Published October 01, 2010
In a ploy to rid Guam of its population of invasive brown tree snakes, the U.S. Department of Agriculture is bombing the island with drugged frozen mice, military news outlet Stars and Stripes reported.
Using Naval Base Guam as a starting point, scientists drop mice packed with acetaminophen from helicopters into the jungle canopy.
The drug -- commonly found in Tylenol -- provided a regulatory advantage because it had already undergone extensive testing, Dan Vice, assistant state director of USDA Wildlife Services in Hawaii, Guam and the Pacific Islands, told Stars and Stripes.
Guam’s snake problem began in the 1980s, when the creatures arrived on the island accidentally in military cargo. The mildly venomous snakes can grow up to 10 feet long and, according to the Department of Land and Natural Resources for the State of Hawaii, are the leading cause of endangerment for some of Guam’s native animals.
“The discovery that snakes will die when they eat acetaminophen was a huge step forward,” Anne Brooke, conservation resources program manager for Naval Facilities Command Marianas told Stars and Stripes. “The problem was how you get the snakes to eat it.”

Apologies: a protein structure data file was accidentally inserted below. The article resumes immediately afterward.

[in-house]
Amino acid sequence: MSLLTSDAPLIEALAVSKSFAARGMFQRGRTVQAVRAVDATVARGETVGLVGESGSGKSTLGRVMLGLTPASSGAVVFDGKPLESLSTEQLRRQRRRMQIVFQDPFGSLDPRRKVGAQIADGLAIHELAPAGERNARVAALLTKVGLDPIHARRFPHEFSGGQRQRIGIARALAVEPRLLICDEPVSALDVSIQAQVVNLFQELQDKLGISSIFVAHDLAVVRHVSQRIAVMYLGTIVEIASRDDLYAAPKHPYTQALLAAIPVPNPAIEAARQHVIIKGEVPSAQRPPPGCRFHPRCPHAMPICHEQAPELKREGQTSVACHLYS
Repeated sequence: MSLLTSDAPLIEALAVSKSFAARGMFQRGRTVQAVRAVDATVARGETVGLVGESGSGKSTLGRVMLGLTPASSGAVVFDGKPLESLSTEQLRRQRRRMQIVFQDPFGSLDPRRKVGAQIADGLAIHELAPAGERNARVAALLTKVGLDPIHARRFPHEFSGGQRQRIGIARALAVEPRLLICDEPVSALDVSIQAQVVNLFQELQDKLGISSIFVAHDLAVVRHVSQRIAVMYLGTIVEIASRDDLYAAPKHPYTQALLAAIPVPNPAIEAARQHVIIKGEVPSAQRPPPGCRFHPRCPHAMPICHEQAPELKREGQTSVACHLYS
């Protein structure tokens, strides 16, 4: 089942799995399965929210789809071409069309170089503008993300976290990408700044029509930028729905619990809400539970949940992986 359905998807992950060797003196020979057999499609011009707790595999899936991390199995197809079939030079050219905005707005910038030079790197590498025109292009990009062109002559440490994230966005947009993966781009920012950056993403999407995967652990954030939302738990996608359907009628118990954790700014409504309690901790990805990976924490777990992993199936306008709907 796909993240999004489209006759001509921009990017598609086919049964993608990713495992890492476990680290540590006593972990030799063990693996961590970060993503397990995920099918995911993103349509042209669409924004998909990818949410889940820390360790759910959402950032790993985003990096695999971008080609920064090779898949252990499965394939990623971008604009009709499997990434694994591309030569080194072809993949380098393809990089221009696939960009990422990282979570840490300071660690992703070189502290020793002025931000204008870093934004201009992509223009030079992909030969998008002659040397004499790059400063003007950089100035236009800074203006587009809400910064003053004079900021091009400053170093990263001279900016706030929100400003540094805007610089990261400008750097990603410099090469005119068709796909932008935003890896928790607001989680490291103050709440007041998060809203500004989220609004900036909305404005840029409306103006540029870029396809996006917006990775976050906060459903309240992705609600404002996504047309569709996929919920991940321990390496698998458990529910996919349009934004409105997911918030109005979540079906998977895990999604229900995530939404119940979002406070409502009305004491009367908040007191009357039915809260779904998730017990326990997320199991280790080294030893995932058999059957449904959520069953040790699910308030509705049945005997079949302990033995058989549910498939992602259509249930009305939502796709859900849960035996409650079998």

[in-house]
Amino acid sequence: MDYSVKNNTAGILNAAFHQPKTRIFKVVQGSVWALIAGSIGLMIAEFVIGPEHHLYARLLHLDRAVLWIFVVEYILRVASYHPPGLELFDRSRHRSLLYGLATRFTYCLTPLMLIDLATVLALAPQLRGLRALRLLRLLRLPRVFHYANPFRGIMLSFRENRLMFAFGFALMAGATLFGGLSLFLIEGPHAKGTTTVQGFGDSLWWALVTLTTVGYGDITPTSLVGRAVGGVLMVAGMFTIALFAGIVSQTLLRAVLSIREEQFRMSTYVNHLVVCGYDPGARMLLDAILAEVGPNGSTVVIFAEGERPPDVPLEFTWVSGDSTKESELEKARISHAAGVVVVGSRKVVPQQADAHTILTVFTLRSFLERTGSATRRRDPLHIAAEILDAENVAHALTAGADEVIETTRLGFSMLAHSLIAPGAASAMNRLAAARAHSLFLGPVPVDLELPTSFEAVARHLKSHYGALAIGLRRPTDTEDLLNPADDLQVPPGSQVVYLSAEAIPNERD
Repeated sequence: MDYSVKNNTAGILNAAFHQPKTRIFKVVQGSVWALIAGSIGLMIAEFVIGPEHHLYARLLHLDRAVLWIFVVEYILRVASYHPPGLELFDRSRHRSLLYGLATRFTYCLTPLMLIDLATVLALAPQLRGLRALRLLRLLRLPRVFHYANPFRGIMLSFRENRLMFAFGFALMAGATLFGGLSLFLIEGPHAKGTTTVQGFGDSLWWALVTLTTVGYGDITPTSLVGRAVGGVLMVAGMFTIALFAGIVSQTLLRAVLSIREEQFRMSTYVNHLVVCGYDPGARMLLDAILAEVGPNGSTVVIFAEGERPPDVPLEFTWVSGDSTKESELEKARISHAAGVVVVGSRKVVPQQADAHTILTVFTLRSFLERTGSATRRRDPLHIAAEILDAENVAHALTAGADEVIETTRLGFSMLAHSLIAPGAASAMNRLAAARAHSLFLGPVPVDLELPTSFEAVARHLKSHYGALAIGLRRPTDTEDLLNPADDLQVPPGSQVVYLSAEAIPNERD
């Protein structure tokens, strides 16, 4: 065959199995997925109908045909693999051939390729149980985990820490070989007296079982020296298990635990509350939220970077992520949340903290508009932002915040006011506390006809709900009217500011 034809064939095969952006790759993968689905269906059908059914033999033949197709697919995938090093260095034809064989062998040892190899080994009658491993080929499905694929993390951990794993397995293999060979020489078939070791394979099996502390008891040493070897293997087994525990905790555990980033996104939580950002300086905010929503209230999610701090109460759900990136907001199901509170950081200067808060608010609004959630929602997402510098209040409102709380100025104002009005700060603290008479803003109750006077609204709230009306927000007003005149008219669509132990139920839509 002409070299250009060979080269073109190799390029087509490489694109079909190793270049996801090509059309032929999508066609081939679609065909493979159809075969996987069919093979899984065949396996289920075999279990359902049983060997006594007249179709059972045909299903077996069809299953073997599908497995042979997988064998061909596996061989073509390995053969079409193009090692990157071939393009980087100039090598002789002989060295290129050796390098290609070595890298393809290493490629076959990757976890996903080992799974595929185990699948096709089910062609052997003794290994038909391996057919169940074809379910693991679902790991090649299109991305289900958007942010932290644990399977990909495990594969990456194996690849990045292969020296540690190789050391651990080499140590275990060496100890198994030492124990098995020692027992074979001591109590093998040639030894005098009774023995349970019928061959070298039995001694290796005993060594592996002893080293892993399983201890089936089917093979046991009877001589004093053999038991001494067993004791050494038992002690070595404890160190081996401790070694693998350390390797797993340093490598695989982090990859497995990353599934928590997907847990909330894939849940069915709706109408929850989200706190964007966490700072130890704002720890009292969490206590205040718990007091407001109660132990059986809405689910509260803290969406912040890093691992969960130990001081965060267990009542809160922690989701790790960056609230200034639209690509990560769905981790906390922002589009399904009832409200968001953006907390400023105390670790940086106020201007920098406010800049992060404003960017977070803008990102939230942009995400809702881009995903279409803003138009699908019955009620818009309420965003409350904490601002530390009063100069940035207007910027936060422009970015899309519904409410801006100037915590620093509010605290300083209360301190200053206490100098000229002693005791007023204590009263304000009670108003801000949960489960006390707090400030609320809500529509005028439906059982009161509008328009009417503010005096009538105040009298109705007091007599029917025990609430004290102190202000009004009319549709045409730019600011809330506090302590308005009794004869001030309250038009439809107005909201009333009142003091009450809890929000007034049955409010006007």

The solution was to drop the mice into the snakes’ natural habitat, the branches of trees in the jungles of Guam. By outfitting the mice with cardboard wings and green party streams, the bait could float down to the jungle and catch on the branches. The result is a hanging, deadly snack for the snakes.
Researchers began testing the system at the beginning of September, dropping 200 mice into 20 acres around the base, Stars and Stripes reported.
The effectiveness of the drop will offer insights into how well it might work elsewhere on the island -- and whether it might be a key to solving a longtime ecological problem, Vice said.
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